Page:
Spencer Stuart has spent the last five years analysing the backgrounds and demographics of CFOs in FTSE 350 companies. Through our detailed knowledge of CFO career paths we offer a unique insight into CFO hiring trends. This report contains some of our latest findings.
Around 20% of companies change their CFOs each year. With the spotlight falling on diversity among senior executives, this year’s data shows that when hiring a CFO to sit on the main board the nomination committees of public companies remain conservative and are generally reluctant to hire promising, unconventional candidates. The balance of power between clients and candidates is changing. The market has become increasingly competitive over the past 12 months and the best candidates are often considering multiple opportunities at any one time. As a result of this shift in supply and demand companies are having to consider the trade-offs; for example, it may not be realistic for a FTSE 250 company to insist on hiring a proven plc CFO. Indeed, only 45% of FTSE 250 CFOs had CFO experience before being appointed to their current role.
Combining the data from our research with our extensive experience working with FTSE100 and 250 boards on CFO succession planning, we have identified three areas for nomination committees to focus on:
- Diversity. The UK CFO market is dominated by white, British men. Until boards begin to make bolder and perhaps less conventional hiring decisions this is unlikely to change in the short term.
- Power swing. The market is no longer at the client’s beck and call. The balance of power has shifted to the candidate. Companies are having to move faster and be more aggressive and decisive to acquire the best talent.
- Bullish outlook. The UK CFO market is defensive and conservative but also highly active. We don’t see any likelihood of the market slowing down in the near term.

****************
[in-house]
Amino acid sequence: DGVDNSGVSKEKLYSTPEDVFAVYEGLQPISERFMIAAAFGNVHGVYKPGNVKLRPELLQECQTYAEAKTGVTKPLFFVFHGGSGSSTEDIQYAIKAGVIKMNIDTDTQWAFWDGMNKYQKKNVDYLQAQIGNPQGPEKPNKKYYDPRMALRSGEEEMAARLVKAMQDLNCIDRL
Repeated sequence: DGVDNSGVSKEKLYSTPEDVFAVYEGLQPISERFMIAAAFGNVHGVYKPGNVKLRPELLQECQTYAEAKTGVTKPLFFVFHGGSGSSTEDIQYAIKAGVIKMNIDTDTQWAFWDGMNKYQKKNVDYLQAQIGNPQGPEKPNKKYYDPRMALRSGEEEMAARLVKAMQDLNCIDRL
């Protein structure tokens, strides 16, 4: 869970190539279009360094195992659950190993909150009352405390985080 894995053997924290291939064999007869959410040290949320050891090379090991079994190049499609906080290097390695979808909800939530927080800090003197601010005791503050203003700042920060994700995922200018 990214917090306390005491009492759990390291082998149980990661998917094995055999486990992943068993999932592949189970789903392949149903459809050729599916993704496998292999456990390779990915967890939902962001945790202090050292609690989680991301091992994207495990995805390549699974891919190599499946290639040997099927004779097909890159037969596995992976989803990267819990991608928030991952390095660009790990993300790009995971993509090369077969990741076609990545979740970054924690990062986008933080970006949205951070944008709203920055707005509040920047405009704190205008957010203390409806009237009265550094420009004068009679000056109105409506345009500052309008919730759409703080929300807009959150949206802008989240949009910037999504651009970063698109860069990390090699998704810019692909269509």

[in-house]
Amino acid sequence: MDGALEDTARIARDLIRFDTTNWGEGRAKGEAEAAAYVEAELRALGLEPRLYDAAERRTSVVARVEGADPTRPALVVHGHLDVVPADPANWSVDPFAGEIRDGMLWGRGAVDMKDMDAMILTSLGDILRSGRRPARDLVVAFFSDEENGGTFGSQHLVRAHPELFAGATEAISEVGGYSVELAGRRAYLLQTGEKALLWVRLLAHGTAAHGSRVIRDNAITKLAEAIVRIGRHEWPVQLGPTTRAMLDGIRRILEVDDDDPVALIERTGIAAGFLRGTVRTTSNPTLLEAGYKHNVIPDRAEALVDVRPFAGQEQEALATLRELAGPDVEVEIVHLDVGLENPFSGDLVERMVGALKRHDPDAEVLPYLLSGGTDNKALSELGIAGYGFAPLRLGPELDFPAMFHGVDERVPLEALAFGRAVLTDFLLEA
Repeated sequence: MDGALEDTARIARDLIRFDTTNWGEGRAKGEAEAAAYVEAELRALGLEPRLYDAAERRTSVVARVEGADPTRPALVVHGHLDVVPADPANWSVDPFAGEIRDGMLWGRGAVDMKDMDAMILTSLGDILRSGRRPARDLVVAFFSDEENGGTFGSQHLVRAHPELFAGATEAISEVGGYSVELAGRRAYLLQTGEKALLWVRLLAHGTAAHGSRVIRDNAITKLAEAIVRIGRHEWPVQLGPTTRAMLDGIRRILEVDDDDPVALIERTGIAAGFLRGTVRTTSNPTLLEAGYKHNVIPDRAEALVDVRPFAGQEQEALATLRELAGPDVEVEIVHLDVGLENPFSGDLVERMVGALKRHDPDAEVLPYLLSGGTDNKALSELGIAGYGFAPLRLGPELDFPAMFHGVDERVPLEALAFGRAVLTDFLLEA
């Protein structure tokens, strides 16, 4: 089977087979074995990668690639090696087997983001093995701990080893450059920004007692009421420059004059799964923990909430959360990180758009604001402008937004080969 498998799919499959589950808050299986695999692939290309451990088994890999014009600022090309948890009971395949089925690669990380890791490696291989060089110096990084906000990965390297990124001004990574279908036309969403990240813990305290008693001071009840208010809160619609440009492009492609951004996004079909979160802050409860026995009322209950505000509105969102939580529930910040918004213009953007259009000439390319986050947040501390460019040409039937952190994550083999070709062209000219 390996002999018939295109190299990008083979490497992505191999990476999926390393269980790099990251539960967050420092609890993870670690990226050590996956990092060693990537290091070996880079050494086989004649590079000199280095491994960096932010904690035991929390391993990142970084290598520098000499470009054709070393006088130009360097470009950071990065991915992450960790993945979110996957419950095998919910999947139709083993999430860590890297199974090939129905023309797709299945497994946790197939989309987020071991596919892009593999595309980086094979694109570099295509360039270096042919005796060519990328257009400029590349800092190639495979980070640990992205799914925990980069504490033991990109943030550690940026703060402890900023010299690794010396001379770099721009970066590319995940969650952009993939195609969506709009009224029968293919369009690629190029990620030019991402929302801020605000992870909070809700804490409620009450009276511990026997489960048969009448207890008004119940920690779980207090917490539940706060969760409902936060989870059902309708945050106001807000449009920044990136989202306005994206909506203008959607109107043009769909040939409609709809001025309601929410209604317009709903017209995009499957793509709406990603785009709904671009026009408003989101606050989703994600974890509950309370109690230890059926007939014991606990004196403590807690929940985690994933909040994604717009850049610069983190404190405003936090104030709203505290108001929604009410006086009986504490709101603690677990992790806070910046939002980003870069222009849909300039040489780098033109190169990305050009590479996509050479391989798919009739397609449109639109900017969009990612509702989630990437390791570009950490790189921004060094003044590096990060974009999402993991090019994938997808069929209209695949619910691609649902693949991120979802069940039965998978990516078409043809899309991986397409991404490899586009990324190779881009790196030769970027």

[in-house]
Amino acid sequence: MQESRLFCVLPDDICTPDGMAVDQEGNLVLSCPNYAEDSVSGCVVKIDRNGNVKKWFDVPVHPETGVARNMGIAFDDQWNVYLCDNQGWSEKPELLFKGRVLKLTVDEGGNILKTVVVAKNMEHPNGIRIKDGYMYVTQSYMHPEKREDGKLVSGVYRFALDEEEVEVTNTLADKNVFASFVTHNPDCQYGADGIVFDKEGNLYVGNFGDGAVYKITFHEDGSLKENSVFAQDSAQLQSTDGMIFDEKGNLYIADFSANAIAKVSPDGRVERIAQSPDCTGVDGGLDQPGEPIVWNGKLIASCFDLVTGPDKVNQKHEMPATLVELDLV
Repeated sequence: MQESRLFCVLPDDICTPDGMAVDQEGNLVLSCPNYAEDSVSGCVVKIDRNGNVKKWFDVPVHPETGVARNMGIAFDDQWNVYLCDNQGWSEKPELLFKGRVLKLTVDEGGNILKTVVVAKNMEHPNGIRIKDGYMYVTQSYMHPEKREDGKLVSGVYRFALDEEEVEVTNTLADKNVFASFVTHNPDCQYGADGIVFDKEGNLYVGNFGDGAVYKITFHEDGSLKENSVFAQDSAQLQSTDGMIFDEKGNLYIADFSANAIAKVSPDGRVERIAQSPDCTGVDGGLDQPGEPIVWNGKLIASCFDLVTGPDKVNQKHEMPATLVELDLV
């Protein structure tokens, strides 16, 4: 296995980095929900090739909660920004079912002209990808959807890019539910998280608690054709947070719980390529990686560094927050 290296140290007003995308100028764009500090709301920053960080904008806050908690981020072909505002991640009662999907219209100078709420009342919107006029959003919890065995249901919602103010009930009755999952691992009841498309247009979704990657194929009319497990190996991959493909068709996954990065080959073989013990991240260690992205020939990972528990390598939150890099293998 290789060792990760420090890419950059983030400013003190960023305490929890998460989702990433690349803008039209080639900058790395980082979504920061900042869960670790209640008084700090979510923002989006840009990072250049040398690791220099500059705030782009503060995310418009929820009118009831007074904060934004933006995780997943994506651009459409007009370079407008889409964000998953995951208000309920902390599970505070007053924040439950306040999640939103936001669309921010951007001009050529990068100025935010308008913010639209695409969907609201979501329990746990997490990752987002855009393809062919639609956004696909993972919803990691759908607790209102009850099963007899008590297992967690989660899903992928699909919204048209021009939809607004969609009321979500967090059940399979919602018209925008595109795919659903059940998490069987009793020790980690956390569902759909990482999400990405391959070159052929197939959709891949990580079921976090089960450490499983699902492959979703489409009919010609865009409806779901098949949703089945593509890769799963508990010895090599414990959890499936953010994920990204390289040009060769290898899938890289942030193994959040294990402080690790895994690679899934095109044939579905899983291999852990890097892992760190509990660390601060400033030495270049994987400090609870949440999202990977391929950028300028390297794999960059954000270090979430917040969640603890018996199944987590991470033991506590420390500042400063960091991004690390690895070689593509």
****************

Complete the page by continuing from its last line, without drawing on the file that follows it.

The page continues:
The findings outlined in this paper are indicative of the data-driven approach that we take to advising clients and candidates. If you would like further information on CFO succession planning please contact our team of UK- based consultants (see page 7).
How diverse are FTSE 350 CFOs?
Gender diversity among CFOs is extremely low in FTSE 350 companies. At the most senior levels there is a finite number of high-quality female finance executives; we find them to be more thoughtful and risk averse than their male counterparts when it comes to their own career planning.
Clients are increasingly focusing on diversity when hiring direct reports to the CFO; this gives us grounds for optimism that the number of female CFOs will grow over the longer term. Indeed, companies are paying much more attention to the CFO’s ability to develop an outstanding function and build a diverse talent pipeline.
8% of FTSE 350 CFOs are women
An increasing number of foreign chairmen and CEOs run FTSE businesses but boards still prefer British CFOs. This is partly due to the perception that British accountants have more rounded skills than their international peers and partly due to the innate conservatism of UK plc. That said, with the exception of Switzerland, all the major markets in Europe have an overwhelming number of ‘local’ CFOs, as do most companies in the US.
16% of FTSE CFOs are non-UK nationals
Internal vs. external hires
FTSE 100 companies are far more likely to promote their CFO from within. Consumer and TMT companies top the bill, with 60% of CFOs appointed internally. FTSE 250 companies tend to have smaller finance departments which provide fewer opportunities for high potentials to gain broad functional exposure.
35% of FTSE CFOs were internal hires
External hires - relevant sector experience
When a decision is made to recruit externally, companies prefer to appoint a CFO with experience in the same sector. Life sciences companies and FTSE 100 industrial companies are more open to recruiting from outside the sector.
Experience in divisional and group roles is important for FTSE 100 CFO candidates. On the whole, FTSE 250 CFOs have less exposure to group roles, although a higher percentage come from professional services backgrounds. Contrary to popular belief, very few CFOs have held hands-on, dedicated investor relations roles.
Age of CFOs
Composition of FTSE 100 & 250 *
* at the time our data was collected